Abstract. Highly productive and st,ructurally diverse angiosperm communities occur on sub‐Antarctic Marion Island, yet cryptogams are the main source of energy and nutrients for five of the six native weevil species (Curculionidae: Ectemnorhinini) that occur there. Previously it has been hypothesized that low‐temperature regimes, during the Pleistocene, precluded angiosperm herbivory. This hypothesis was based, inter alia, on the assumption that at low temperatures feeding on bryophytes is more nutritionally advantageous than feeding on vascular plants. This assumption was tested by comparing the consumption rate (CR) and approximate digestibility (AD) (mass and energy) of bryophytes and angiosperms in two Dusmoecetes species indigenous to Marion Island. The approximate digestibility of Blepharidophyllum densifolium (Scapaniaceae) energy and dry mass were similar for D.marioni Jeannel adults at 5°C and at 10°C. D.similis (C. O. Waterhouse) adults fed Azorella selago Hook (Apiaceae) leaves also had similar AD for food dry mass and energy at 5°C and at 10°C. However, the performance of D.similis on A.selago leaves and flowers at 5°C was better than that of D.marioni on bryophytes at both temperatures. Bryophyte feeding does not appear to be nutritionally more advantageous at low temperatures in the sub‐Antarctic, nor does angiosperm herbivory appear to be comparatively disadvantageous at low temperatures, although D.similis does not feed on Acaena magellanica (Lam.) (Rosaceae) at 5°C. It seems likely that moss‐feeding evolved in response to an absence of angiosperms during glacial periods, rather than because of a nutritional advantage associated with bryophagy at low temperatures.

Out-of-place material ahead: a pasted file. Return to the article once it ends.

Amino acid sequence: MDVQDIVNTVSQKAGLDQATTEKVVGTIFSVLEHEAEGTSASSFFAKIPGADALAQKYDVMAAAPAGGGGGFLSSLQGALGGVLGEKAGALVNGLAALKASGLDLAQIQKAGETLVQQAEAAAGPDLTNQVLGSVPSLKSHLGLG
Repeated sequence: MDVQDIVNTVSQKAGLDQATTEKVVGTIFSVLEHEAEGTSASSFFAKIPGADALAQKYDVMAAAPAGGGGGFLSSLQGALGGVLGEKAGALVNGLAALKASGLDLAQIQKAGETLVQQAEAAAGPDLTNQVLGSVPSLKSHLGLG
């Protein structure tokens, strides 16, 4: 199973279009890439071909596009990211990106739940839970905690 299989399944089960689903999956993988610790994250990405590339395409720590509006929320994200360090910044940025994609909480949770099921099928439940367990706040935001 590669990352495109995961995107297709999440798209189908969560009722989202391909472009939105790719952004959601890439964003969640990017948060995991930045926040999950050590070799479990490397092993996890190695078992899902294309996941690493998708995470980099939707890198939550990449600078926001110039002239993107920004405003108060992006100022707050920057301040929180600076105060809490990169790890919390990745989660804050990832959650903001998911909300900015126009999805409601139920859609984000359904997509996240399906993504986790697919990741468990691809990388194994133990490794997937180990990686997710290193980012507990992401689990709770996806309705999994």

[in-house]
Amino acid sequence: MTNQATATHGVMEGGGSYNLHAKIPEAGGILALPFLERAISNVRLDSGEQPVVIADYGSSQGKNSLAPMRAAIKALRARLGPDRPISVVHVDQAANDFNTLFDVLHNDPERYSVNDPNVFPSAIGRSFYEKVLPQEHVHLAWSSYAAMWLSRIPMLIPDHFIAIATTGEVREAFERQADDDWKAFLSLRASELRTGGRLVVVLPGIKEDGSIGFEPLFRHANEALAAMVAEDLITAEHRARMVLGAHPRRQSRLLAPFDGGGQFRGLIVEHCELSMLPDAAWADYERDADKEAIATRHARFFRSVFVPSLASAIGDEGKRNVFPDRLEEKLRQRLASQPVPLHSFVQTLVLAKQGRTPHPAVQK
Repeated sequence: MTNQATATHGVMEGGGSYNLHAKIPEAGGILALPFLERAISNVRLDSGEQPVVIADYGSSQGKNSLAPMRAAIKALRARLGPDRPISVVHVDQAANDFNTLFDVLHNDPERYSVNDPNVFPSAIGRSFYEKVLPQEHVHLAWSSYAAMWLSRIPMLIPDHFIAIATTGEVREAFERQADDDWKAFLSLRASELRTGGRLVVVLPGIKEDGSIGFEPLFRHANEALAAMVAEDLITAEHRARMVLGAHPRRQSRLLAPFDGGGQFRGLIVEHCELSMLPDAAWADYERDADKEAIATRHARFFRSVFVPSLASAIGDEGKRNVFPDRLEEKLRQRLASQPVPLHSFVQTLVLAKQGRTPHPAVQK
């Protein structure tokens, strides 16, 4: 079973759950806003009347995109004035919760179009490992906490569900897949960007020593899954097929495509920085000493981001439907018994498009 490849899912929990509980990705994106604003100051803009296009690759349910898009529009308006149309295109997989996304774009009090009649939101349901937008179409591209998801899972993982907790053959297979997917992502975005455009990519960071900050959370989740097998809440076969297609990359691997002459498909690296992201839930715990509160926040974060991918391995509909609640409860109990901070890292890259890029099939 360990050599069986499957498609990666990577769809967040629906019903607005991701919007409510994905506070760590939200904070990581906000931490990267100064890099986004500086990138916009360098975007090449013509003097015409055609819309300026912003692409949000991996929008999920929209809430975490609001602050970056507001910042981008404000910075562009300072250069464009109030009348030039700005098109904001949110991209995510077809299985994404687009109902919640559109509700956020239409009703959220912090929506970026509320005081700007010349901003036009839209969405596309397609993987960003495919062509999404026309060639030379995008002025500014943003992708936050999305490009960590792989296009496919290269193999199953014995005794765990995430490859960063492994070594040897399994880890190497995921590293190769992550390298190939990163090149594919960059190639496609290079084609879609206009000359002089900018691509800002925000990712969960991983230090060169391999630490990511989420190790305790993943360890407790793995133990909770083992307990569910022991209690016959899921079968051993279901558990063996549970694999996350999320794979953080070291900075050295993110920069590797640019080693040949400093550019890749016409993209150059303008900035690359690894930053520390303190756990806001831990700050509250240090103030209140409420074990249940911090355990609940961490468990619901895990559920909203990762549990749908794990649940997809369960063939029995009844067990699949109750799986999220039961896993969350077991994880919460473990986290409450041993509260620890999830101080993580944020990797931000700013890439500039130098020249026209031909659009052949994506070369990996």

|Number of pages||7|
|Publication status||Published - 1 Jan 1991|
- bryophyte feeding